The Malta Independent 21 October 2018, Sunday

PA ‘ignores aspects worthy of conservation unless property is scheduled’

Thursday, 7 December 2017, 09:13 Last update: about 12 months ago

The Chamber of Architects has shown concern over recent controversies revolving around historic buildings.

Over the past two weeks the Chamber of Architects together with various NGOs have issued a number of statements regarding the destruction of two specific buildings of architectural, historic and cultural value, namely the ex-Sea Malta / NAAFI building in Marsa, and Villa St Ignatius in St Julian’s.


Residents of St Julian’s fumed Monday as demolition works at at Villa St Ignatius resumed. Demolition works on the old property started on Saturday but stopped when PA officers showed up. According to reports, the works continued as soon as the officers left. The workers were back at it Monday morning, with footage showing an old wooden structure come tumbling down into the front garden.

The Chamber said that the most worrisome aspect of the ex-Sea Malta and Villa St Ignatius cases is “the fact that the demolition works were carried out with the blessing of, or at best the ineptitude of the Planning Authority, in direct violation of its legal obligations in a manner which manifests complete disregard of procedure and a propensity for resorting to false statements and half-truths to defend its own decisions.”

The Chamber said that Villa St Ignatius suffered the onslaught of the demolition crew.”

In this case, Chamber said that the PA authorised works to be carried out strictly in accordance with a Court order issued earlier this year, however once works began on site and were reported to the Authority, the latter failed to issue a stop notice and an enforcement notice and failed to declare the Dangerous Structure permit null and void.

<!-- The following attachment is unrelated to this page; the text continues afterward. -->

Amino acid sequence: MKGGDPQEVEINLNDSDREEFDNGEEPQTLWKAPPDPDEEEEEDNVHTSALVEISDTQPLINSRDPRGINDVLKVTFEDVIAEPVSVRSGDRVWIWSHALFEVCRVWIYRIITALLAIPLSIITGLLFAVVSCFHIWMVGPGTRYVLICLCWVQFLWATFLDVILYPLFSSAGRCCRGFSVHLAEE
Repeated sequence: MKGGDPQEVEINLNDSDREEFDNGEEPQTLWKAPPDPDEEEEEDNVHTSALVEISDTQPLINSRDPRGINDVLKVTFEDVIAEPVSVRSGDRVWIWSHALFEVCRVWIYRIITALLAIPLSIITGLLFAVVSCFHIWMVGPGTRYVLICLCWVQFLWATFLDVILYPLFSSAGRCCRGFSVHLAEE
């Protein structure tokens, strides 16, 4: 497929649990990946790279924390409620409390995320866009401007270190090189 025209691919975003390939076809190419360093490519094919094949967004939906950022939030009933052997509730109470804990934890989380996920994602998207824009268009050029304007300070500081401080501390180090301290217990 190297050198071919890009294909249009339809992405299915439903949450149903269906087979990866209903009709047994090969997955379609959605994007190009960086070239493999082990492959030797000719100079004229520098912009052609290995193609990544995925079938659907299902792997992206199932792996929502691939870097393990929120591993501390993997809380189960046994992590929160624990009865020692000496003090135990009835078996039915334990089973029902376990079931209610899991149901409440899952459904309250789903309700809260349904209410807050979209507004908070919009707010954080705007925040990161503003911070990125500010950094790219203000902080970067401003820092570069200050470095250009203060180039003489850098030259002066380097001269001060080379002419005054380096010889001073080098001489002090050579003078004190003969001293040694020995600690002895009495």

In the case of the ex-Sea Malta building, the Chamber noted that the PA permitted the demolition of a substantial part of the building. “The only justification provided was that the condition of the building was such that ‘remedial measures to strengthen the existing building are clearly not financially feasible’ If financial feasibility starts to become a justification for accelerated demolition approvals, we are truly headed towards the obliteration of our built heritage.”

The Chamber noted that the above two examples are nothing short of alarming. “The Planning Authority has the responsibility towards society to ensure that the legislation it operates under is fully respected, and especially to ensure that on-going development does not imperil our diminishing built heritage.”

The Chamber was concerned that unless a property is specifically scheduled, “the Authority appears to ignore any aspects worthy of conservation when it is the Authority itself which is responsible for scheduling, and when it should be part of the due consideration undertaken by it at application stage to assess whether there are any parts worthy of preservation. Sadly, the lack of scheduling appears to be considered as a licence for wholesale destruction and obliteration of our fragile heritage, which goes well beyond the formal list of scheduled properties.”

“This country has many rules and regulations on paper, often uncoordinated; it is therefore easy for such rules and regulations to be ignored with impunity.”

“In other countries, when heritage buildings are destroyed in defiance of regulations, the Courts order a reconstruction! We expect that immediate action is taken to ensure that the situations outlined above are reversed, and that the necessary measures are taken to safeguard our built heritage from further destruction under the guise of permitted development.”

The Church Environment Commission in a separate statement referred to the demolition works at Villa St Ignatius, which it described as a high value building, adding that it’s architecture is still original despite interventions over the years. “The Villa is the oldest building of calibre ever constructed in Balluta. The Commission also mentioned the building’s historical value due to the ties to prominent people in Malta’s history. “

The Commission joined NGO Din L-Art Helwa in its appeal to schedule the building. “We urge the competent authorities to act before it is too late.”

The commission warned that as long as cases like this continue, and those who are responsible take no action based on facts, one would have reason to believe that similar abuses are acceptable within the construction industry. 

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